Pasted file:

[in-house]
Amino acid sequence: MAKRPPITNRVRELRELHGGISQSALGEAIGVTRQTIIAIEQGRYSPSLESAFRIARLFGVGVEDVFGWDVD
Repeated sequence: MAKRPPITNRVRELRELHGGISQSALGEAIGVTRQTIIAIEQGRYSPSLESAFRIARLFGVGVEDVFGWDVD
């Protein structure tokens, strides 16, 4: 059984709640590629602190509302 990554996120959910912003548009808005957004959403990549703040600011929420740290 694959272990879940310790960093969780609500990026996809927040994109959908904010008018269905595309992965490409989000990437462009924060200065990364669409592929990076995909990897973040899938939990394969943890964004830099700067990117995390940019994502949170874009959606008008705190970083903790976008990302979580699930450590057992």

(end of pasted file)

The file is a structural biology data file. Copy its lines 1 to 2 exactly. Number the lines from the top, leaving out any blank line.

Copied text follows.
[in-house]
Amino acid sequence: MAKRPPITNRVRELRELHGGISQSALGEAIGVTRQTIIAIEQGRYSPSLESAFRIARLFGVGVEDVFGWDVD